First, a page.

Water for Food

Experts point to humans’ role in drought

Man herds sheep near an irrigation ditch in Indonesia. Photo credit: 2011 Dani Bradford/IFPRI

Man herds sheep near an irrigation ditch in Indonesia. Photo credit: 2011 Dani Bradford/IFPRI

Droughts aren’t just a natural phenomenon. Humans’ land and water use patterns affect how dry spells play out, according to an article by an international group of experts released Feb. 2, 2016, in Nature Geoscience.

“This is important because how we understand the problem drives what we do about it,” said Mark Svoboda, co-founder and one of the original U.S. Drought Monitor authors and leader of the Monitoring program area at the National Drought Mitigation Center, based at the University of Nebraska. Svoboda is a co-author of the article in Nature Geoscience. “We produce drought monitoring maps, but that’s the easy part. The harder question is, now that you know how dry it is, what are you going to do about it?”

Remember the hydrologic cycle? Water comes down as rain or snow, and goes up as evaporation (or, to be technical, evapotranspiration, which includes water vapor that plants exhale). That hasn’t changed, but the newly published article explicitly acknowledges that climate is no longer the only driver of the cycle. Irrigating crops (including lawns), land use/land cover change (urban sprawl), storing water behind dams or piping it hundreds of miles are just some of the ways that human activities speed up, slow down or alter the course of water’s flow.

The article calls for research into how natural events, such as lack of rain, affect human systems, and how human systems affect natural events. This type of research is challenging because traditional academic and professional disciplines tend to focus either on physical systems or on social systems, but not on both. The team of scientists from Europe, North America and Australia also suggests that the definition of drought be broadened to include human-induced drought and human-modified drought.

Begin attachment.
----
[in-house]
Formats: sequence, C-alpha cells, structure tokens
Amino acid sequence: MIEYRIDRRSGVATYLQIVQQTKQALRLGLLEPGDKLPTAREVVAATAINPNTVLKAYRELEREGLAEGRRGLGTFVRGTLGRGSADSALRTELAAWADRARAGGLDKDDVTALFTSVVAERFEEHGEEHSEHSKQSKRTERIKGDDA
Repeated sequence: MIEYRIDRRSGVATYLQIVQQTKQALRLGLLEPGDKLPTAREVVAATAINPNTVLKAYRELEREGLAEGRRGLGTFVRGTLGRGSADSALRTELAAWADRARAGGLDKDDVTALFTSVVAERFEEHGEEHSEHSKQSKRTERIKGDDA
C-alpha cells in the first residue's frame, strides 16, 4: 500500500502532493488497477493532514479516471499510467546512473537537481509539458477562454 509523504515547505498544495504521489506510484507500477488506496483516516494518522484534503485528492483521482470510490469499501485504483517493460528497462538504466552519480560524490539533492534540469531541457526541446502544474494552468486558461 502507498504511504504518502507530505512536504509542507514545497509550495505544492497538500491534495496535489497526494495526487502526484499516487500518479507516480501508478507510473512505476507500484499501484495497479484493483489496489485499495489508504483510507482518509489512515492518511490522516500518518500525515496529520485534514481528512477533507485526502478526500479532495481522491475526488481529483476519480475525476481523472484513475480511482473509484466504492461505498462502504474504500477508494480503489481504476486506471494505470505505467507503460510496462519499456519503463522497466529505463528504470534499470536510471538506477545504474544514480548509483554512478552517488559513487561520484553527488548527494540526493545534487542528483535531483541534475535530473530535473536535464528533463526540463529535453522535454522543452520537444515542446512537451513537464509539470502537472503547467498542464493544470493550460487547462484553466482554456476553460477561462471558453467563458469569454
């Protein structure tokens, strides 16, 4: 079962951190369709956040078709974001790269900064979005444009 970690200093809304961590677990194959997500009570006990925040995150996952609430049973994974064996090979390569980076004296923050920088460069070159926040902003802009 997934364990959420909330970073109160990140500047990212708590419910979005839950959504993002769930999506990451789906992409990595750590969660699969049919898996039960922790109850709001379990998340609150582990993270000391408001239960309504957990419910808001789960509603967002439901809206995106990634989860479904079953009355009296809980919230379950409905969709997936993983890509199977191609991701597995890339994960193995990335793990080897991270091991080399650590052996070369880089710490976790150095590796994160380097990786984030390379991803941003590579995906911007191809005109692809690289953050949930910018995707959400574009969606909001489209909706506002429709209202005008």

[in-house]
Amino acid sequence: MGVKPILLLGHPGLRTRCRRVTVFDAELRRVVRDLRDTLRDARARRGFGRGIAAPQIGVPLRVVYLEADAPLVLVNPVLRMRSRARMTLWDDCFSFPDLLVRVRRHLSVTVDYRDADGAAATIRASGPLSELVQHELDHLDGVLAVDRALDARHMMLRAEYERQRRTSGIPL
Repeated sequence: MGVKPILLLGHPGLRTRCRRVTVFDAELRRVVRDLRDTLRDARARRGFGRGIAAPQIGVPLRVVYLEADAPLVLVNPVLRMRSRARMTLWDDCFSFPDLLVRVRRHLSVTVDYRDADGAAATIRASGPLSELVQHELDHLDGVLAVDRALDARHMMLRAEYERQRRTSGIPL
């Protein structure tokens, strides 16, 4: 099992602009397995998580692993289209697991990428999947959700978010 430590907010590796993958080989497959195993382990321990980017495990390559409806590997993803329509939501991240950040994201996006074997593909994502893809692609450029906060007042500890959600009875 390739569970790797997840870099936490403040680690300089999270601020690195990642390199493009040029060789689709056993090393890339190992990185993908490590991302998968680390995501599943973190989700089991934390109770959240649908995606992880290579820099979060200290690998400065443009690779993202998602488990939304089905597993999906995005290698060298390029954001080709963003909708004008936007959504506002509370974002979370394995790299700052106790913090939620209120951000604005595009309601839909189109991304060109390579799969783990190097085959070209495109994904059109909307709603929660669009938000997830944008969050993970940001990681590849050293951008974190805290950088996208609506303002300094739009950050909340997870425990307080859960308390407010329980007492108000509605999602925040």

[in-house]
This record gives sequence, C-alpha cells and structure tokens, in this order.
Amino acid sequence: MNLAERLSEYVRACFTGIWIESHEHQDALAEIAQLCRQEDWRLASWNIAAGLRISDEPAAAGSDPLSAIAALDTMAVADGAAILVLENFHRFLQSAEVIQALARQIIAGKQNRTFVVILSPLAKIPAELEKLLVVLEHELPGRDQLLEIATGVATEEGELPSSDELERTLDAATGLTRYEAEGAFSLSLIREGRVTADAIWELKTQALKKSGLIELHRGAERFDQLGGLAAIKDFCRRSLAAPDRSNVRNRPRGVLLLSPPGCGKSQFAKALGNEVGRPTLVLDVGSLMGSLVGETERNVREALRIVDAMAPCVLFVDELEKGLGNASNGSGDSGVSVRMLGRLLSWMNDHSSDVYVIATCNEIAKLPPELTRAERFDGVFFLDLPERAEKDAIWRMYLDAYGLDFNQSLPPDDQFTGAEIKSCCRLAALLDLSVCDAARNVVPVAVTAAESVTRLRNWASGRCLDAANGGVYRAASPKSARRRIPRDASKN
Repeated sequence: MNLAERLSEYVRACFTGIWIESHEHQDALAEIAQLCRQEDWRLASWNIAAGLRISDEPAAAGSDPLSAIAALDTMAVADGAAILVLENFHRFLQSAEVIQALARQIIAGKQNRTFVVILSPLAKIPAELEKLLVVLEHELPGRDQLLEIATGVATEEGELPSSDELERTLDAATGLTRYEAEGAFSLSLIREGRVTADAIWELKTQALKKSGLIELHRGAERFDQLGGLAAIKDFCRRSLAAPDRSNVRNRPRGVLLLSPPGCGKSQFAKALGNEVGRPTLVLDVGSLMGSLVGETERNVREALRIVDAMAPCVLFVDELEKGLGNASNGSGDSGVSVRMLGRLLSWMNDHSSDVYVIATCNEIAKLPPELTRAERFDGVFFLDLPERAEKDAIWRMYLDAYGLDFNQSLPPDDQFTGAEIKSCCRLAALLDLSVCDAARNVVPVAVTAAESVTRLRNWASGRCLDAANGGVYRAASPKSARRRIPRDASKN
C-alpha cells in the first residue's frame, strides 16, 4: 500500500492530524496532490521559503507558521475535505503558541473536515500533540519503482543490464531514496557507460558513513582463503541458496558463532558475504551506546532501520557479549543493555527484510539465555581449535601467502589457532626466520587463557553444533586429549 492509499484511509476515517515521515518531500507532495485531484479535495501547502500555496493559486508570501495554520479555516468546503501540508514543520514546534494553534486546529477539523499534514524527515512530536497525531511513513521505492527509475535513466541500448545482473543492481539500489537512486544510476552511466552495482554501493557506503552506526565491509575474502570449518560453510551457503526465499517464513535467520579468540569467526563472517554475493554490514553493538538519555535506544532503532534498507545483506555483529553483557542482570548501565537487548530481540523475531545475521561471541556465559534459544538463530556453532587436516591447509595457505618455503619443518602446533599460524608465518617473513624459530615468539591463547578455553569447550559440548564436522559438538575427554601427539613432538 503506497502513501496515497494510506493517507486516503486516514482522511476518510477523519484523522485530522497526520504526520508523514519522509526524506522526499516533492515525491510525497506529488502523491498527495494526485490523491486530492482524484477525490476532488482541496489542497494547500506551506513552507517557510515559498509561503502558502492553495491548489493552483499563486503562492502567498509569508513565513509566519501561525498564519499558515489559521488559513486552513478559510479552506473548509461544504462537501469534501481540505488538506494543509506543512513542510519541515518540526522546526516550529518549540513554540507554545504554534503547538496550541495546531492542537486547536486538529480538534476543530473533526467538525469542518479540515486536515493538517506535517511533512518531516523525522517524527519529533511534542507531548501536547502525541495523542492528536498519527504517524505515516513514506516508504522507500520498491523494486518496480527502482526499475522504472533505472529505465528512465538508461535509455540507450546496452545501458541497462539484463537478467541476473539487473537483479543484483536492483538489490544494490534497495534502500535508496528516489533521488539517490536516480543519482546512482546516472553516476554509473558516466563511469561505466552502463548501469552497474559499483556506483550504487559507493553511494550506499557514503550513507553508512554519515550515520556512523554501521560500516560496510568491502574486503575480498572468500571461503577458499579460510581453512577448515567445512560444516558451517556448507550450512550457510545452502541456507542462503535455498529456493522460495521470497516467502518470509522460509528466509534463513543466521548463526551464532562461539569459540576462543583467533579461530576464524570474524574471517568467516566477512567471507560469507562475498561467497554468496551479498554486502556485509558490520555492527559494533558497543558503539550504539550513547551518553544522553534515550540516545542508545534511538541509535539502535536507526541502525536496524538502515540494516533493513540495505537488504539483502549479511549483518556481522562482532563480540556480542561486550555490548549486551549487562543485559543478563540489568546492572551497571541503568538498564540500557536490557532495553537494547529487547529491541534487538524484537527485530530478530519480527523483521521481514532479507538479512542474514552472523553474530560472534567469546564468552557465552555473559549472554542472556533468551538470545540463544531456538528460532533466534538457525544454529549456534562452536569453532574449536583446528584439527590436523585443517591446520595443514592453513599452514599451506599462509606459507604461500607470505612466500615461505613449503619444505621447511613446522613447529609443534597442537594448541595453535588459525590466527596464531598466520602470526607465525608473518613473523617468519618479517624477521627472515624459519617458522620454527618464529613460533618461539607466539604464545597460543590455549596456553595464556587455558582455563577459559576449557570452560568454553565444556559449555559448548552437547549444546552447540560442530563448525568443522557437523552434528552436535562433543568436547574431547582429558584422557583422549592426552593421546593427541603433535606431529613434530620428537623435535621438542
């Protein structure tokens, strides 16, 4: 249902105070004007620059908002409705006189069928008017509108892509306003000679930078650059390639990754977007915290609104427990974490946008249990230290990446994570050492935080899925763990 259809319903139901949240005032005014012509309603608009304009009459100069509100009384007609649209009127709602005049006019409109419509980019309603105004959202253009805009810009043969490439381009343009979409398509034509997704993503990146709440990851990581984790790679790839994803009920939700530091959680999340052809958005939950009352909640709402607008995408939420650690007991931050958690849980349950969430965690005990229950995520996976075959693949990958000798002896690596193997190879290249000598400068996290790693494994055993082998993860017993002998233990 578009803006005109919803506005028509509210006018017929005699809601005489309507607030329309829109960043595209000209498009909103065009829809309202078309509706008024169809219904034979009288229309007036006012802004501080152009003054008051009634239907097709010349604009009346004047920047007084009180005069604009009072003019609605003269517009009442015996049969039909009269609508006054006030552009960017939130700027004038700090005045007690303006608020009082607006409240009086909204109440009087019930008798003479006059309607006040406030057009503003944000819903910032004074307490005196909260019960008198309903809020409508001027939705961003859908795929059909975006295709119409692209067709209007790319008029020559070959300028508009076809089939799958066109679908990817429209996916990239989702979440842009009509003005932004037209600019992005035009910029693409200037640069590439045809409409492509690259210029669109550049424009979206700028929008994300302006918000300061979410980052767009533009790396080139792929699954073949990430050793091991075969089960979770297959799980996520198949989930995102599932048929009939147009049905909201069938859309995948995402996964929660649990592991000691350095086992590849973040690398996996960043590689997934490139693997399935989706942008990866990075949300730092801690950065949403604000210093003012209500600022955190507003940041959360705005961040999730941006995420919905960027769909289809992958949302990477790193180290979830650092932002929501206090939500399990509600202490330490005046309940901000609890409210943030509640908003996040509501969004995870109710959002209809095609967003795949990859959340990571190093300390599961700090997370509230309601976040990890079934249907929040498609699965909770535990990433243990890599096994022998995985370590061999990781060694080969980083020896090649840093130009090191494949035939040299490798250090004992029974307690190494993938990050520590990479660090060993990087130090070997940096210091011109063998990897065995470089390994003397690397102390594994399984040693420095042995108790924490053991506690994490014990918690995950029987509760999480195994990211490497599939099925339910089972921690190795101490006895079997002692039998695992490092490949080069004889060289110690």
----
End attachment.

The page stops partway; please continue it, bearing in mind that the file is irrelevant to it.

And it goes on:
Although drought monitoring maps are some of its best-known products, the National Drought Mitigation Center was established in 1995 to help convey the idea that people can and should take action ahead of time to reduce their exposure to drought. The center has collaborated and consulted with scientists and policy makers around the world and across the U.S. to implement drought monitoring and reduce vulnerability to drought.

Mark Svoboda is a Water for Food Institute Faculty Fellow and climatologist for the National Drought Mitigation Center at the University of Nebraska‒Lincoln.

Mark Svoboda is a Water for Food Institute Faculty Fellow and climatologist for the National Drought Mitigation Center at the University of Nebraska‒Lincoln.

Read the article at Nature Geoscience: http://www.nature.com/ngeo/journal/v9/n2/pdf/ngeo2646.pdf

Visit the National Drought Mitigation Center’s website: http://drought.unl.edu

For more information, please email Mark Svoboda: msvoboda2@unl.edu


 
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